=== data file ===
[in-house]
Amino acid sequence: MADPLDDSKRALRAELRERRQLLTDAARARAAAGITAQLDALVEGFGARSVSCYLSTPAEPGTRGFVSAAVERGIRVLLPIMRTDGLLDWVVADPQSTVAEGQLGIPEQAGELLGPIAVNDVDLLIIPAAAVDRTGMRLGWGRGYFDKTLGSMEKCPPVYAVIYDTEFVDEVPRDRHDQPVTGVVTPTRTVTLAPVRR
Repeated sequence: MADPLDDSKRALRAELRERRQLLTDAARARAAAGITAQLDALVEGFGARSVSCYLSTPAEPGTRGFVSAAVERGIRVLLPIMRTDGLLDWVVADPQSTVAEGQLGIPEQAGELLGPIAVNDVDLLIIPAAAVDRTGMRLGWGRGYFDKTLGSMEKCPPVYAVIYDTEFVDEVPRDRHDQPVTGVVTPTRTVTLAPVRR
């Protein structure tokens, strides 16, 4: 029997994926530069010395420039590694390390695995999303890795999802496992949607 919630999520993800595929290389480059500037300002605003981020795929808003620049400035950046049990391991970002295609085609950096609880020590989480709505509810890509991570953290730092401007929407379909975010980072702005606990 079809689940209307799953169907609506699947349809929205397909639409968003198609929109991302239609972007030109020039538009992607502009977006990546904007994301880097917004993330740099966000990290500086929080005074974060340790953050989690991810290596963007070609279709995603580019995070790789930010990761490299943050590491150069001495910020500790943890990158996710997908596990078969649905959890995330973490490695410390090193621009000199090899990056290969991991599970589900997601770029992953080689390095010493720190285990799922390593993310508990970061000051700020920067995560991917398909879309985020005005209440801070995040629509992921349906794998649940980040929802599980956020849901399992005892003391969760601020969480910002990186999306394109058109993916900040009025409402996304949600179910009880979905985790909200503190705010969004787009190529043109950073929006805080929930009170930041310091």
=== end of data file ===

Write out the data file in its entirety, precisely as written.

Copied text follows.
[in-house]
Amino acid sequence: MADPLDDSKRALRAELRERRQLLTDAARARAAAGITAQLDALVEGFGARSVSCYLSTPAEPGTRGFVSAAVERGIRVLLPIMRTDGLLDWVVADPQSTVAEGQLGIPEQAGELLGPIAVNDVDLLIIPAAAVDRTGMRLGWGRGYFDKTLGSMEKCPPVYAVIYDTEFVDEVPRDRHDQPVTGVVTPTRTVTLAPVRR
Repeated sequence: MADPLDDSKRALRAELRERRQLLTDAARARAAAGITAQLDALVEGFGARSVSCYLSTPAEPGTRGFVSAAVERGIRVLLPIMRTDGLLDWVVADPQSTVAEGQLGIPEQAGELLGPIAVNDVDLLIIPAAAVDRTGMRLGWGRGYFDKTLGSMEKCPPVYAVIYDTEFVDEVPRDRHDQPVTGVVTPTRTVTLAPVRR
């Protein structure tokens, strides 16, 4: 029997994926530069010395420039590694390390695995999303890795999802496992949607 919630999520993800595929290389480059500037300002605003981020795929808003620049400035950046049990391991970002295609085609950096609880020590989480709505509810890509991570953290730092401007929407379909975010980072702005606990 079809689940209307799953169907609506699947349809929205397909639409968003198609929109991302239609972007030109020039538009992607502009977006990546904007994301880097917004993330740099966000990290500086929080005074974060340790953050989690991810290596963007070609279709995603580019995070790789930010990761490299943050590491150069001495910020500790943890990158996710997908596990078969649905959890995330973490490695410390090193621009000199090899990056290969991991599970589900997601770029992953080689390095010493720190285990799922390593993310508990970061000051700020920067995560991917398909879309985020005005209440801070995040629509992921349906794998649940980040929802599980956020849901399992005892003391969760601020969480910002990186999306394109058109993916900040009025409402996304949600179910009880979905985790909200503190705010969004787009190529043109950073929006805080929930009170930041310091």